November 13, 2010
"Spirit Control" Spins Too Far Out of Control
It usually takes no more than the first 15 minutes of a play for me to tell if I’m going to be in for something special or for one of those evenings when I’m sneaking peeks at my watch. Spirit Control, the new drama currently playing at the Manhattan Theatre Club through Dec. 5, proved to be an exception to that rule.
I was totally riveted during the play’s first 15 minutes as an air traffic controller tries to talk down a small plane flown by a terrified woman whose boyfriend has suffered a heart attack while he was flying. I was totally bored by the rest of the play, as it tracks the lives of the incident’s survivors over the next 25 years.
I’d had higher hopes for this show. Playwright Beau Willimon has won a slew of awards, been playwright-in-residence at London’s famed Donmar Warehouse and previously wrote Farragut North, a much-praised political drama inspired by Howard Dean’s 2004 presidential campaign that is being made into a movie by George Clooney. But neither Willimon nor director Henry Wishcamper has figured out how to make us care about Spirit Control’s characters or about what happens to them after those first gut-wrenching moments.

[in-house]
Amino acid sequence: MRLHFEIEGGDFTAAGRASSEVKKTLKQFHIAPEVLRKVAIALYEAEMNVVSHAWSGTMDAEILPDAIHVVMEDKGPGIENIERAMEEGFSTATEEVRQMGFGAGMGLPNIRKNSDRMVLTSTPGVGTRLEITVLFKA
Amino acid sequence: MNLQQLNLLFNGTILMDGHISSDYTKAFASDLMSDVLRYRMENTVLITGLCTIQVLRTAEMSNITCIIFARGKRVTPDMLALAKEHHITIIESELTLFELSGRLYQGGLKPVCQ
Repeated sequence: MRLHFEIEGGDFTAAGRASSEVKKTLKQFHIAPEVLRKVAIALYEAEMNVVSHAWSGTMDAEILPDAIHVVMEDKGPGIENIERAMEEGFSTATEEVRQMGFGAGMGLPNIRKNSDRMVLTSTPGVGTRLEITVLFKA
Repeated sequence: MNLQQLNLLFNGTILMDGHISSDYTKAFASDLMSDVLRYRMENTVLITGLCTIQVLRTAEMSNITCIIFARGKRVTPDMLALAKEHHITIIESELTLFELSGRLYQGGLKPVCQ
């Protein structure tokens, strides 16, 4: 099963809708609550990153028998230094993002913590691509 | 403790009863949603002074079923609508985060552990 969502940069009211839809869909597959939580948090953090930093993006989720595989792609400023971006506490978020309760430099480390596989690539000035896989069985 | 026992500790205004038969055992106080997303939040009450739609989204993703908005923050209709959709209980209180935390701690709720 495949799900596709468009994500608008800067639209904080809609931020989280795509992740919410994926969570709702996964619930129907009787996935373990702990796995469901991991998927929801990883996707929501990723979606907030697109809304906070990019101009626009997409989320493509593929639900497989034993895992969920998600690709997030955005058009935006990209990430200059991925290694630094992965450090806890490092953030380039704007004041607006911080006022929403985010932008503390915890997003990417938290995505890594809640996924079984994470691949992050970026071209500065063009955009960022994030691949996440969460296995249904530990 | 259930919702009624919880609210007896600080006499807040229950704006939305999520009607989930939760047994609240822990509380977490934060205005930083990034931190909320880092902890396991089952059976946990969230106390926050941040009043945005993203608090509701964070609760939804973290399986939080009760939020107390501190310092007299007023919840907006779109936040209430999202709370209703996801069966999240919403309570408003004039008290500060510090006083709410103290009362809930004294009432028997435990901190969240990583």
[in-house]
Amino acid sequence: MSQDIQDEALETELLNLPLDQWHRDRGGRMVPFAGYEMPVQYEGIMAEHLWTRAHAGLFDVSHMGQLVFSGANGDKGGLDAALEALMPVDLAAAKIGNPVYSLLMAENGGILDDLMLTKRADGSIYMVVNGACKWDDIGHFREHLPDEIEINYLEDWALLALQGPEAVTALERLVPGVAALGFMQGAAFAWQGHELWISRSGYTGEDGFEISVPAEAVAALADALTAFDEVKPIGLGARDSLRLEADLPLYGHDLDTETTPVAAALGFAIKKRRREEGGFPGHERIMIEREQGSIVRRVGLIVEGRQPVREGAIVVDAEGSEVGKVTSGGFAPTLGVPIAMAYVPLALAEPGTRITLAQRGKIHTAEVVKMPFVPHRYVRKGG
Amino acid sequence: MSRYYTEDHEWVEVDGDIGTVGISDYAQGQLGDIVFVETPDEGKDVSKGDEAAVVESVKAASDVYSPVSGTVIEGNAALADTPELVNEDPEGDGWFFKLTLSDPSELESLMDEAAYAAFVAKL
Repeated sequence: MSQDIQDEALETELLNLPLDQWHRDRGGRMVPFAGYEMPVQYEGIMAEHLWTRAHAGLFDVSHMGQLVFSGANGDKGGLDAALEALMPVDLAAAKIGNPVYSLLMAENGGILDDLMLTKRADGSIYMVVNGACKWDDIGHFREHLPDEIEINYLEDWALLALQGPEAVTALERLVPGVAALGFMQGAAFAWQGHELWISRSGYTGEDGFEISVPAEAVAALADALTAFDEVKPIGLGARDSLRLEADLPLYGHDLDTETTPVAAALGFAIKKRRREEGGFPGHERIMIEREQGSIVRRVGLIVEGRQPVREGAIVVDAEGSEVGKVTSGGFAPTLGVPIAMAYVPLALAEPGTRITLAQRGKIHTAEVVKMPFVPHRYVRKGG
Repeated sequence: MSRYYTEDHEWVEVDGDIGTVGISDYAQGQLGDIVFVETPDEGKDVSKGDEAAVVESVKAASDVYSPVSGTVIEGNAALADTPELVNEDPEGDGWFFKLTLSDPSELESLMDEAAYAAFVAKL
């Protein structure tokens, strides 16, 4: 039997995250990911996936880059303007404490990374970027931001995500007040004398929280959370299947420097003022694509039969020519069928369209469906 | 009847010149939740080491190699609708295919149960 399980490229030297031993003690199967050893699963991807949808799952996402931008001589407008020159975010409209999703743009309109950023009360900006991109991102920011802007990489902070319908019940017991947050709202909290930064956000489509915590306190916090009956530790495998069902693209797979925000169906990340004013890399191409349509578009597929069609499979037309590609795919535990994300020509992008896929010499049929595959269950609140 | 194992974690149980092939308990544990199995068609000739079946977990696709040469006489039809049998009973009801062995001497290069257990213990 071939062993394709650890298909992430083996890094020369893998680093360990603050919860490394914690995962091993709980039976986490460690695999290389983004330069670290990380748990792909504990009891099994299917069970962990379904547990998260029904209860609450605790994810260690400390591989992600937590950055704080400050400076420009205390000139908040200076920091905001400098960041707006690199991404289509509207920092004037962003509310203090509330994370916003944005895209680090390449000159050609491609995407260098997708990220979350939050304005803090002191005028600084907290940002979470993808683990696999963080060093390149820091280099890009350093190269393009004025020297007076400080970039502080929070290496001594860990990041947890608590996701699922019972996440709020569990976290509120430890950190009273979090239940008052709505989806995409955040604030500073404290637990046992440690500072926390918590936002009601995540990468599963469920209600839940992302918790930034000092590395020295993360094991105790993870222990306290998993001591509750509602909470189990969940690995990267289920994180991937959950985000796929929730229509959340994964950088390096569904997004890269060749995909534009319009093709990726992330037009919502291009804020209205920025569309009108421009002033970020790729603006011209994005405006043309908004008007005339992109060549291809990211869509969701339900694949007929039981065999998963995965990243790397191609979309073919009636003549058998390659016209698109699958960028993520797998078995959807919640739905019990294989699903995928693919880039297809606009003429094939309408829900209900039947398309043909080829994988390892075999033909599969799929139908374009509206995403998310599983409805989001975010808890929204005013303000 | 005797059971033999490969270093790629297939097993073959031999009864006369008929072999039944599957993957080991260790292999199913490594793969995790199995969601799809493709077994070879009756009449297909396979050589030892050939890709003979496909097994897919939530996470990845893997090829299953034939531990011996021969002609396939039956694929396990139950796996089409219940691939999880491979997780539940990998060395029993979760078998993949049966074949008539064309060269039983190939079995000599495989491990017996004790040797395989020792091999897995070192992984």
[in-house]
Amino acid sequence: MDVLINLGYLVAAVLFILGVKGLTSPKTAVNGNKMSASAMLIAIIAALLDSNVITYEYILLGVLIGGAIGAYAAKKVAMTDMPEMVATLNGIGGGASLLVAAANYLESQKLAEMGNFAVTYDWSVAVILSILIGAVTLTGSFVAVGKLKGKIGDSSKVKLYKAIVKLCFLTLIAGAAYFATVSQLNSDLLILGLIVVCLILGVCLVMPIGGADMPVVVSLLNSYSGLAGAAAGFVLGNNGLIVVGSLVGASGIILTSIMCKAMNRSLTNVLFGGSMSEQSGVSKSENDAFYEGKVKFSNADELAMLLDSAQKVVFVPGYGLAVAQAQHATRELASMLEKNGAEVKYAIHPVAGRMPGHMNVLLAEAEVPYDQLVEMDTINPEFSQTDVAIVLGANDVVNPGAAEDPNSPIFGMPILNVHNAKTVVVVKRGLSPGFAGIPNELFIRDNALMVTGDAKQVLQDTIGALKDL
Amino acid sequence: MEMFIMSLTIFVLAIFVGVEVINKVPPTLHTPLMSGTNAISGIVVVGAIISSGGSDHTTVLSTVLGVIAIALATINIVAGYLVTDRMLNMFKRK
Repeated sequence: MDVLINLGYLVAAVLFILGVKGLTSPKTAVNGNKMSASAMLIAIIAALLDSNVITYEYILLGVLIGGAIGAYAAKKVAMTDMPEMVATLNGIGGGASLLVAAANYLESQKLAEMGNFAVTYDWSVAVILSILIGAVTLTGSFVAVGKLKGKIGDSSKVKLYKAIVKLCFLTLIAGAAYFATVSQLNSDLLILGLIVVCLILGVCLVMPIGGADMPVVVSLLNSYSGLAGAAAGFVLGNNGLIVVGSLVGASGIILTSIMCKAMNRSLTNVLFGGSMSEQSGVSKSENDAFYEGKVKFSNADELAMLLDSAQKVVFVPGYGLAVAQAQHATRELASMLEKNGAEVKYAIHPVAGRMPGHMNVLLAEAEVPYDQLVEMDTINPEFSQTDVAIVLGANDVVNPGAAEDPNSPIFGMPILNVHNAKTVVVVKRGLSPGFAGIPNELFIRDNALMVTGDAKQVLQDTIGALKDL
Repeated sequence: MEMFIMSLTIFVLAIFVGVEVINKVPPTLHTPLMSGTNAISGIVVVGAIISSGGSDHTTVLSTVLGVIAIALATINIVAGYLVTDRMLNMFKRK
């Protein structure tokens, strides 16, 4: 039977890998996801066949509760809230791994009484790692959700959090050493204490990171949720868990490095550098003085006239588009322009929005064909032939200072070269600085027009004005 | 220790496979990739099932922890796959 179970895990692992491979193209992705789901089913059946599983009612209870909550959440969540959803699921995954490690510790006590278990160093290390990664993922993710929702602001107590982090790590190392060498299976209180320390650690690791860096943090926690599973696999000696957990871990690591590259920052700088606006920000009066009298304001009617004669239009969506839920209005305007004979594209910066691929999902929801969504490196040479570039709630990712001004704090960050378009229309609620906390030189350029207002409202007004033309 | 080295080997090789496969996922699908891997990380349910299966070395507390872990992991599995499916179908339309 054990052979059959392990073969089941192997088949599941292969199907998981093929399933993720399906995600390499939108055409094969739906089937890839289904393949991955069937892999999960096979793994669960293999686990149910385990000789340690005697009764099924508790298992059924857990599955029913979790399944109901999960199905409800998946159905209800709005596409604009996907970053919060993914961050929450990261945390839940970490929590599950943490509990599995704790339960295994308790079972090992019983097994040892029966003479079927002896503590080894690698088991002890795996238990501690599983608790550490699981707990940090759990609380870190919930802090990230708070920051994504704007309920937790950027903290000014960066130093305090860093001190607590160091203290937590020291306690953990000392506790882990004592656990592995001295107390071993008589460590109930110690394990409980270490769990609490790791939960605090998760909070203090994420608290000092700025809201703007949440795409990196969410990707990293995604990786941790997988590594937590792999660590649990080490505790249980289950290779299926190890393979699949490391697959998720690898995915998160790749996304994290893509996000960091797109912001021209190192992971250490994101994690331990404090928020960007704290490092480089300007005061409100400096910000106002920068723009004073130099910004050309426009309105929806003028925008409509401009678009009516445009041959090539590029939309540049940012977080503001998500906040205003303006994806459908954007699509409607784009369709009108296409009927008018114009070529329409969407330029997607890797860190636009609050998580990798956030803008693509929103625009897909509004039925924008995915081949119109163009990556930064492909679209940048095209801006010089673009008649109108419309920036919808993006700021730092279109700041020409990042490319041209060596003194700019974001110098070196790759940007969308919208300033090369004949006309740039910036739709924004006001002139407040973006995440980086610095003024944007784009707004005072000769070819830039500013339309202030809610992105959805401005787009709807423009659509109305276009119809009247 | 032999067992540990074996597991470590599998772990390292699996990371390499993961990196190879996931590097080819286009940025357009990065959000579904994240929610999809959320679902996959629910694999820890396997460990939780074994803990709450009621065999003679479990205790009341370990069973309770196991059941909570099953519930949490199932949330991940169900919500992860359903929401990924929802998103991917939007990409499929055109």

In fact, they seem confused about what kind of play this is. It unfolds at times like an existential thriller; at others like a domestic melodrama—sometimes within the same scene. Two women sitting behind my buddy Bill and me apparently decided that it was a comedy. They kept barking out laughs at inappropriate moments while the rest of the audience sat dazed and confused. “What’s the point?,” I finally whispered to Bill.
The acting almost rescues it. Jeremy Sisto, who has made a name for himself on TV in HBO’s “Six Feet Under” and as one of the detectives on the recently departed “Law & Order,” has the stage chops to make the air controller a compelling character and Mia Barron brings an appropriately unsettling seductiveness to the role of a mysterious woman he meets. But Willimon gives them and the rest of the able cast too little to work with.
Sisto told the New York Post that he asked the playwright for help with his character (click here to read the article). Willimon says he complied with a letter explaining why he’d written the play. I wish he’d send a copy to me.
Labels: Spirit Control